Health

Kitchen essentials: mastering fresh tomato sauce

(HealthDay)—High in lycopene, low in calories, and rich in vitamins A and C, tomatoes are delicious fruits that can be turned into savory dishes. Try this simple fresh tomato sauce to make good use of this summer favorite.

Health

Summer suppers fresh from the farmers' market

(HealthDay)—Summer is the perfect time to give your stove a rest and kick back with some fast, no-cook meals made with veggies you can grab at your farmers' market.

Health

Do-it-yourself veggie noodles

(HealthDay)—Want to get more veggies into your diet but feeling bored with the same old side dishes? Making noodles from vegetables is the answer. They're a great substitute for high-calorie, low-fiber traditional pasta ...

Health

Fennel: A food lover's dream ingredient

(HealthDay)—You might have seen fennel in the produce section of your market without knowing what exactly it was. Fennel is a fragrant bulb that can be a food lover's dream ingredient, because it has a refreshing taste, ...

Health

Warm up to turkey chili

(HealthDay)—When cold weather hits, a hot bowl of chili is a great way to fuel up. High-protein turkey chili contains a lot less fat than traditional recipes, yet can deliver all the flavor.

Diseases, Conditions, Syndromes

What bloodsucking 'kissing bugs' like to eat

Researchers have overturned a century old assumption that "kissing bugs" only feed on blood. The Latin American insects are named after their habit of night time feeding on the face of the victim, often spreading the deadly ...

Arthritis & Rheumatism

Research backs belief that tomatoes can be a gout trigger

People who maintain that eating tomatoes can cause their gout to flare up are likely to welcome new University of Otago research that has, for the first time, found a biological basis for this belief.

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Tomato

Lycopersicon lycopersicum Lycopersicon esculentum

The tomato (Solanum lycopersicum, syn. Lycopersicon lycopersicum & Lycopersicon esculentum) is a herbaceous, usually sprawling plant in the Solanaceae or nightshade family, as are its close cousins potatoes, chili peppers, tobacco, eggplant and the poisonous belladonna. It is a perennial, often grown outdoors in temperate climates as an annual. Typically reaching to 1–3 metres (3–10 ft) in height, it has a weak, woody stem that often vines over other plants. The leaves are 10–25 centimetres (4–10 in) long, odd pinnate, with 5–9 leaflets on petioles, each leaflet up to 8 centimetres (3 in) long, with a serrated margin; both the stem and leaves are densely glandular-hairy. The flowers are 1–2 centimetres (0.4–0.8 in) across, yellow, with five pointed lobes on the corolla; they are borne in a cyme of 3–12 together.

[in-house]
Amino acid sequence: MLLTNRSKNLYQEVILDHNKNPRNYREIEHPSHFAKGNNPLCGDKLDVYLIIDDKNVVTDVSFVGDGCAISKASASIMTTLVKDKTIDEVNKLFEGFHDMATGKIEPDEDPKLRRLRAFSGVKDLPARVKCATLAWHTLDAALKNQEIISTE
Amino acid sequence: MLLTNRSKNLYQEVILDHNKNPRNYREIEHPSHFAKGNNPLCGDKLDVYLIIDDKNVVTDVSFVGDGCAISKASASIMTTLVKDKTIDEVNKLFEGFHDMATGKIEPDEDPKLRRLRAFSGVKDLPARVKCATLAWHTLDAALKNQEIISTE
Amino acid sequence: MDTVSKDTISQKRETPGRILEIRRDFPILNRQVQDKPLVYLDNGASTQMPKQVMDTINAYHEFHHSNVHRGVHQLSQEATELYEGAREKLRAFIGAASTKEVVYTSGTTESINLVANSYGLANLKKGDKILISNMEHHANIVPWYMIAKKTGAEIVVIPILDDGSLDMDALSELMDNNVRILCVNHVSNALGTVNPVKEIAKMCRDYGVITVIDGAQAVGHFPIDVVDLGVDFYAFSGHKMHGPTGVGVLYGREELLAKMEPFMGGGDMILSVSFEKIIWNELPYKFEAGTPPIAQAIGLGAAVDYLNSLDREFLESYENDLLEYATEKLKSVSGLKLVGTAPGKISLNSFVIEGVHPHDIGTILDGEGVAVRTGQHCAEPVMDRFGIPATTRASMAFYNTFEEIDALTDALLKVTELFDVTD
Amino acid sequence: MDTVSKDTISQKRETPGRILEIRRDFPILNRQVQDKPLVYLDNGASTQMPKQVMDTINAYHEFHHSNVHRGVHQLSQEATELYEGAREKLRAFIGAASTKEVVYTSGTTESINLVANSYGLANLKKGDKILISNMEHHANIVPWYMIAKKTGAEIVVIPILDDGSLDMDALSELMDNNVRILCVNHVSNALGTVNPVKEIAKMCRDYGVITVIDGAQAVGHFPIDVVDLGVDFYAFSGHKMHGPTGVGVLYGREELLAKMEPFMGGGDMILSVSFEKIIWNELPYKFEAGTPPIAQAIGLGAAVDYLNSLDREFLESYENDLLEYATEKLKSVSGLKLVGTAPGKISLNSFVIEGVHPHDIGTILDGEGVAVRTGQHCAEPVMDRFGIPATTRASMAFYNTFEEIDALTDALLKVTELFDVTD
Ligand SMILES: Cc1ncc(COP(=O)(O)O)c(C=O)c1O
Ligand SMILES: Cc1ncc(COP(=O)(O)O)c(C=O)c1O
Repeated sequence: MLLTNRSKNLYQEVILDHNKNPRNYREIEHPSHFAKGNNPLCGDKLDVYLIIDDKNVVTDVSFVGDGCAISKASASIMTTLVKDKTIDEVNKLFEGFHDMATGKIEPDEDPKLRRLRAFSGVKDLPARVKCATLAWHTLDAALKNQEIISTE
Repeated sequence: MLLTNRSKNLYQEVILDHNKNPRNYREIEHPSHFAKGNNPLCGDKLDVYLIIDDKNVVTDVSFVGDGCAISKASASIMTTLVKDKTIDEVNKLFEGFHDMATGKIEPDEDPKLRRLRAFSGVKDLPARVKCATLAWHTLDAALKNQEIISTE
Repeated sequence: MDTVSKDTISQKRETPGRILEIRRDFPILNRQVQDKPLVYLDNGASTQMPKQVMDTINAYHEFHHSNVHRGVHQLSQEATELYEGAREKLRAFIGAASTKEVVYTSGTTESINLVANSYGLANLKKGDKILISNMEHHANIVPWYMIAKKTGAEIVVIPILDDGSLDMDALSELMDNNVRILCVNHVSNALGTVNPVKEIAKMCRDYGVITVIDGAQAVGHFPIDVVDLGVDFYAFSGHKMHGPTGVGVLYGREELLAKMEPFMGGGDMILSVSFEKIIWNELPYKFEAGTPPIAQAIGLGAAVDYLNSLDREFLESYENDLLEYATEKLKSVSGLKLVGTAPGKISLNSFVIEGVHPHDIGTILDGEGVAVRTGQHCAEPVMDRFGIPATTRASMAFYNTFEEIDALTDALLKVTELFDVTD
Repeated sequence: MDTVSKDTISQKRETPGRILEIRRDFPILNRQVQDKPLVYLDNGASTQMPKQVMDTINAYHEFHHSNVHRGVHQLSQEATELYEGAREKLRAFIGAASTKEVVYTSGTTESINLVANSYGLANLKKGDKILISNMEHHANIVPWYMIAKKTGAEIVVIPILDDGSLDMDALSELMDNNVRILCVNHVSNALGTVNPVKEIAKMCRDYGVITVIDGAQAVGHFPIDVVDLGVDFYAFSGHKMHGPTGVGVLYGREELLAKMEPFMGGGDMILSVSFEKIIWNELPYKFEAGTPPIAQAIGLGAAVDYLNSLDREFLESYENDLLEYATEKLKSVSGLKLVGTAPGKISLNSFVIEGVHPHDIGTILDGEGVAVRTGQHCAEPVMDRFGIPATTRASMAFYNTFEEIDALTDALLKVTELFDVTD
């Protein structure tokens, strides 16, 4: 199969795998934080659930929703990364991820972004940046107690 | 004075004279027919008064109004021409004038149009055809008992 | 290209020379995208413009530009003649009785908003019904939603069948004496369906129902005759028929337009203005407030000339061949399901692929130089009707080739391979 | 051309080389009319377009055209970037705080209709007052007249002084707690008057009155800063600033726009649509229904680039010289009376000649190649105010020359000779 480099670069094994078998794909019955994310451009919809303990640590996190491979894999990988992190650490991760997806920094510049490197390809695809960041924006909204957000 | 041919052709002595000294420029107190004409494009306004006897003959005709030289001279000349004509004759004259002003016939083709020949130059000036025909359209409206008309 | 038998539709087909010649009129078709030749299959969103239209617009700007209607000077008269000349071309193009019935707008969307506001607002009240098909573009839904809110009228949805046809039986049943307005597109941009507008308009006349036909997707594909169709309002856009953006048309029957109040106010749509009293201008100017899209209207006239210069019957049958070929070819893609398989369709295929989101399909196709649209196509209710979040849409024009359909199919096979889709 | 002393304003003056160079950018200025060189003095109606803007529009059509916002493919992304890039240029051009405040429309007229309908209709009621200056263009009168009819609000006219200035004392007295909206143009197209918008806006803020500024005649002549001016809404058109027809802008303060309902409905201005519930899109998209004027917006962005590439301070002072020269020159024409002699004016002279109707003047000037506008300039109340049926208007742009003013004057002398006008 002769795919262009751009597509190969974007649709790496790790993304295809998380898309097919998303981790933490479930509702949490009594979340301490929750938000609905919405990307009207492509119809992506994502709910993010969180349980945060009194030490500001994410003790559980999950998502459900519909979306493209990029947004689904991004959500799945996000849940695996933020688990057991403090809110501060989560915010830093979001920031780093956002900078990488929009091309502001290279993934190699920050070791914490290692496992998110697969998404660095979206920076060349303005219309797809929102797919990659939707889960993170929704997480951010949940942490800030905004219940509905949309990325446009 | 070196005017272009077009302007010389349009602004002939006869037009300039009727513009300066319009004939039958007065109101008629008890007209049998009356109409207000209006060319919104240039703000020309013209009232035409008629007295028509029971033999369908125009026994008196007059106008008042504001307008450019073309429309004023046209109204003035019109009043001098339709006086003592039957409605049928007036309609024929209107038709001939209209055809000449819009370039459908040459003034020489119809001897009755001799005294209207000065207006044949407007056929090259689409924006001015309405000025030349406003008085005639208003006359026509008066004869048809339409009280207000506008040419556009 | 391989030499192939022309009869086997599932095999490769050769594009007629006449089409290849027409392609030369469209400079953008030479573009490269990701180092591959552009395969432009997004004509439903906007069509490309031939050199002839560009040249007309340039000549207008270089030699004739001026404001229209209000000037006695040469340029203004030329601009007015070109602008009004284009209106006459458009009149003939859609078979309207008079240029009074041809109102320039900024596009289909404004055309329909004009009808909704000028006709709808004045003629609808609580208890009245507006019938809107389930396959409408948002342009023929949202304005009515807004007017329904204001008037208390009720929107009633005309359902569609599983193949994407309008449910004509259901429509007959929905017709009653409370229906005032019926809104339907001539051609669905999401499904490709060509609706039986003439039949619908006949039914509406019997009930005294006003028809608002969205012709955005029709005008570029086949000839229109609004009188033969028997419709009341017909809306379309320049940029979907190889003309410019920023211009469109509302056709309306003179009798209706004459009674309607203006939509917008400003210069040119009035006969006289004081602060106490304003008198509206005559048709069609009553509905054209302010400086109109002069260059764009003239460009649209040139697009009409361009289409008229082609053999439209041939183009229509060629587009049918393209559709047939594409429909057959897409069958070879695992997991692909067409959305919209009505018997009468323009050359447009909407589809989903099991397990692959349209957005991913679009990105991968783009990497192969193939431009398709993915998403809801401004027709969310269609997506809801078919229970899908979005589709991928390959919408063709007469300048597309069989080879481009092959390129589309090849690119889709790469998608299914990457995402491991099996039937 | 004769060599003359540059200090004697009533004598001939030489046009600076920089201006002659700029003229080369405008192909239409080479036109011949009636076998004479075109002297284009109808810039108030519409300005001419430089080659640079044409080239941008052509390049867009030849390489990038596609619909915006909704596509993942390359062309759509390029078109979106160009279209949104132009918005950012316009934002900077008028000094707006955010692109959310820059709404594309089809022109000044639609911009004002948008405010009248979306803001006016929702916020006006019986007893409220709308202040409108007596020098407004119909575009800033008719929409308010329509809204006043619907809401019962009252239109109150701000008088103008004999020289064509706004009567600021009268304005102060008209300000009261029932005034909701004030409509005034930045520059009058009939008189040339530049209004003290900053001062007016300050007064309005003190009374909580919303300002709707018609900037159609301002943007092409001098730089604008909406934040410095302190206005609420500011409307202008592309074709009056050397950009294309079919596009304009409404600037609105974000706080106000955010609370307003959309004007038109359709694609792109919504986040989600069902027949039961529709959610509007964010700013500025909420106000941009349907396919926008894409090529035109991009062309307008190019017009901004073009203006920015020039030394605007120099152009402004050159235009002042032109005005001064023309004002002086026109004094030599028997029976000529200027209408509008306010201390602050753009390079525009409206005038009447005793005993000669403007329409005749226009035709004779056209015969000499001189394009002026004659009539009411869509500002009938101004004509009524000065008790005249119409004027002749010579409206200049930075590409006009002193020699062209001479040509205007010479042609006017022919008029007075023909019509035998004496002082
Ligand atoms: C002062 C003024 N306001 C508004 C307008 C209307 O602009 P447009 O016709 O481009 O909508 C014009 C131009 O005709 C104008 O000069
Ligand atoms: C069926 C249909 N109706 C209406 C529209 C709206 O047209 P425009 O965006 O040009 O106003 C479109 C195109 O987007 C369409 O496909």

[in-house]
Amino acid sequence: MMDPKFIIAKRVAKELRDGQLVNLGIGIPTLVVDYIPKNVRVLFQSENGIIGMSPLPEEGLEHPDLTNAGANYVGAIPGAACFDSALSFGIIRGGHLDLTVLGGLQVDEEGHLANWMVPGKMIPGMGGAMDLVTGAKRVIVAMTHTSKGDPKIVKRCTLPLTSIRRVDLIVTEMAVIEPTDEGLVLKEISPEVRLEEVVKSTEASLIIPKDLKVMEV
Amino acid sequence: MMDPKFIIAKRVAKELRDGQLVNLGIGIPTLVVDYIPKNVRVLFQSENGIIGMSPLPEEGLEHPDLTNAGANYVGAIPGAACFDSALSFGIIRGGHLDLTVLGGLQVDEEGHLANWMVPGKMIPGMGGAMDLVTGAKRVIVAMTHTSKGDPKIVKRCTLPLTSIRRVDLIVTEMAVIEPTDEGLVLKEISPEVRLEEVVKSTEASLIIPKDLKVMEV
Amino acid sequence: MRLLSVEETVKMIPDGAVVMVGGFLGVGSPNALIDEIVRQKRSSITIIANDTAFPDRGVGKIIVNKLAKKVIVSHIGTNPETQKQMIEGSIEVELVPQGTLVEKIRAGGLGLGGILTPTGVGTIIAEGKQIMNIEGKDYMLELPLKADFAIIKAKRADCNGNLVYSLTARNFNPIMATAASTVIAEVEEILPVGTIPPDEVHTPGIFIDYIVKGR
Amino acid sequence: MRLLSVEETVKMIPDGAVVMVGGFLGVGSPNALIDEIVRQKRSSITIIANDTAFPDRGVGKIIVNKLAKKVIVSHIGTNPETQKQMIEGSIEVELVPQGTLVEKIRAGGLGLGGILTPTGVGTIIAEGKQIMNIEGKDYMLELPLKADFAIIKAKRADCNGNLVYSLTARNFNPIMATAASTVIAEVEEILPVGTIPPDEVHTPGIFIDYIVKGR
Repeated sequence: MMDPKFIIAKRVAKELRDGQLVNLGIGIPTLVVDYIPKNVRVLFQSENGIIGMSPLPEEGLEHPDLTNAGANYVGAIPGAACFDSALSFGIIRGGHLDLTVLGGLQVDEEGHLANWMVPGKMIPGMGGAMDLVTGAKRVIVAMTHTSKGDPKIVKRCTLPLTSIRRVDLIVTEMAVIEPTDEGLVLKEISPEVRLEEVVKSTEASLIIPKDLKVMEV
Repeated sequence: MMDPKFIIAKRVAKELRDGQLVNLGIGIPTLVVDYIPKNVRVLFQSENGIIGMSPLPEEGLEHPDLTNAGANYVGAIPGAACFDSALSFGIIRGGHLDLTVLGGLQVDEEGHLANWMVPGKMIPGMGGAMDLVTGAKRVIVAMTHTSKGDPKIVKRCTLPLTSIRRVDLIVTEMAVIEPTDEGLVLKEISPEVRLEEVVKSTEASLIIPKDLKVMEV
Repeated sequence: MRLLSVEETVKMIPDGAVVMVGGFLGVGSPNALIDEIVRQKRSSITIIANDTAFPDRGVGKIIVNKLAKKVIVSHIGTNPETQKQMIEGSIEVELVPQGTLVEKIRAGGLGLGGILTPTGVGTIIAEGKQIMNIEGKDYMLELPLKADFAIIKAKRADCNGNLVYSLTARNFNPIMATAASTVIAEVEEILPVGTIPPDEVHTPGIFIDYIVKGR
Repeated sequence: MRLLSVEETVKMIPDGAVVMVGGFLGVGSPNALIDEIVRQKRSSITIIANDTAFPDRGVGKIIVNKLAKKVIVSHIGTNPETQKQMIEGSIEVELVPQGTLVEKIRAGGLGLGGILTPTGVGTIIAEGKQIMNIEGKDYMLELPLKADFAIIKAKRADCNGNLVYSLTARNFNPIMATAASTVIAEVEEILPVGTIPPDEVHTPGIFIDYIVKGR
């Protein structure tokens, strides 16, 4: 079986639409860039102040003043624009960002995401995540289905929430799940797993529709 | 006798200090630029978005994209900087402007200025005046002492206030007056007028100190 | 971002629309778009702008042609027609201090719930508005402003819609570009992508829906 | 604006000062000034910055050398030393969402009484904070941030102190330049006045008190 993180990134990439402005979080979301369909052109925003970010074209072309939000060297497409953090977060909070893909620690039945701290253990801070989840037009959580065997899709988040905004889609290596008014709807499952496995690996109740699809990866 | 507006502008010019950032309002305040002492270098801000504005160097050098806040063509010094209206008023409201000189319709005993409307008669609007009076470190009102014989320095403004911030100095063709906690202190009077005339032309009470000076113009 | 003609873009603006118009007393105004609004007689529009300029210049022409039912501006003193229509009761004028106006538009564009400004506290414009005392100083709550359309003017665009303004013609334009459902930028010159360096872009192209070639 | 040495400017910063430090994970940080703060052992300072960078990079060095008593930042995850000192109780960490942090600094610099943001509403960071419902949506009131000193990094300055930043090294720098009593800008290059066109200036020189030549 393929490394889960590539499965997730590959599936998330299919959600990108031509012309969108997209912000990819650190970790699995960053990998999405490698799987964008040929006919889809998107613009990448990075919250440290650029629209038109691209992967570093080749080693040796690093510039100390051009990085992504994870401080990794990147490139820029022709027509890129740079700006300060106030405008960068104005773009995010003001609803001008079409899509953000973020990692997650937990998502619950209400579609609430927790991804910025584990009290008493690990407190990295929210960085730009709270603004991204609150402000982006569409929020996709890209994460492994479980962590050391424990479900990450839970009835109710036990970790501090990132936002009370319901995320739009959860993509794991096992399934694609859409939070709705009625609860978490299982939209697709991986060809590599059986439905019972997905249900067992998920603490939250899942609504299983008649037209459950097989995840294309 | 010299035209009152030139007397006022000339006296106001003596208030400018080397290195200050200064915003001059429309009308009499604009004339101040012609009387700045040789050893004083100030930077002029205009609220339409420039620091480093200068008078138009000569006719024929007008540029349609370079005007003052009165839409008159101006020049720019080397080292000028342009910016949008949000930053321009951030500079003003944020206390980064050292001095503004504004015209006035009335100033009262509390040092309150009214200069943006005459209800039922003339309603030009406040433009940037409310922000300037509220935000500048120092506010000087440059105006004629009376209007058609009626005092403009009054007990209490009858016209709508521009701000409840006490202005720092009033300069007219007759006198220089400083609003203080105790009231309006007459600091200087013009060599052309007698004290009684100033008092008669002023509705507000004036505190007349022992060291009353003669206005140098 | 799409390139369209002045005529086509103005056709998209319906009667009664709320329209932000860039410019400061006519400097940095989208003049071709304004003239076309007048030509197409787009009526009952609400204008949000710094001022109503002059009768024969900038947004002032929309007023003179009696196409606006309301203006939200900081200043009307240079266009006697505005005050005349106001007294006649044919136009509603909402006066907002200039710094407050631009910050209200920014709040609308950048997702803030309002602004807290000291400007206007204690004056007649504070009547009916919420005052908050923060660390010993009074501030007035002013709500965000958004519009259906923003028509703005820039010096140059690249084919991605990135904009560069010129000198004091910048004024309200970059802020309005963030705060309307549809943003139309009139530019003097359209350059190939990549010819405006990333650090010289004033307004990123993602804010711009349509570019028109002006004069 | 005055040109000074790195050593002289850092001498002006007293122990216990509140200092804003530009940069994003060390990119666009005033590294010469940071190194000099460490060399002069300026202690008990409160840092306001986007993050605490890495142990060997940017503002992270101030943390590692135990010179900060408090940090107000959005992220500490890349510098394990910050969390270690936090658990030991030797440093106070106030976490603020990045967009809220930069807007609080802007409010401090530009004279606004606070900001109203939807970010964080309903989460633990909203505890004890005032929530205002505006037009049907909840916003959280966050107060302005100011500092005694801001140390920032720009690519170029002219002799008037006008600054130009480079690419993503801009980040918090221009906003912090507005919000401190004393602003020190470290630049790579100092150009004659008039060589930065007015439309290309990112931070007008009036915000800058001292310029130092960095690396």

The tomato is native to South America. Genetic evidence shows that the progenitors of tomatoes were herbaceous green plants with small green fruit with a center of diversity in the highlands of Peru. These early Solanums diversified into the dozen or so species of tomato recognized today. One species, Solanum lycopersicum, was transported to Mexico where it was grown and consumed by prehistoric humans. The exact date of domestication is not known. Evidence supports the theory the first domesticated tomato was a little yellow fruit, ancestor of L. cerasiforme,[citation needed] grown by the Aztecs of Central Mexico who called it xitomatl (pronounced [ʃiːˈtomatɬ]), meaning plump thing with a navel, and later called tomatl by other Mesoamerican peoples. Aztec writings mention tomatoes were prepared with peppers, corn and salt, likely to be the original salsa recipe.

Many historians[who?] believe that the Spanish explorer Cortez may have been the first to transfer the small yellow tomato to Europe after he captured the Aztec city of Tenochtítlan, now Mexico City in 1521. Yet others[who?] believe Christopher Columbus, an Italian working for the Spanish monarchy, was the first European to take back the tomato, earlier in 1493. The earliest discussion of the tomato in European literature appeared in a herbal written in 1544 by Pietro Andrea Mattioli, an Italian physician and botanist, who named it pomo d’oro, golden apple.

The word tomato comes from a word in the Nahuatl language, tomatl. The specific name, lycopersicum, means "wolf-peach".

This text uses material from Wikipedia, licensed under CC BY-SA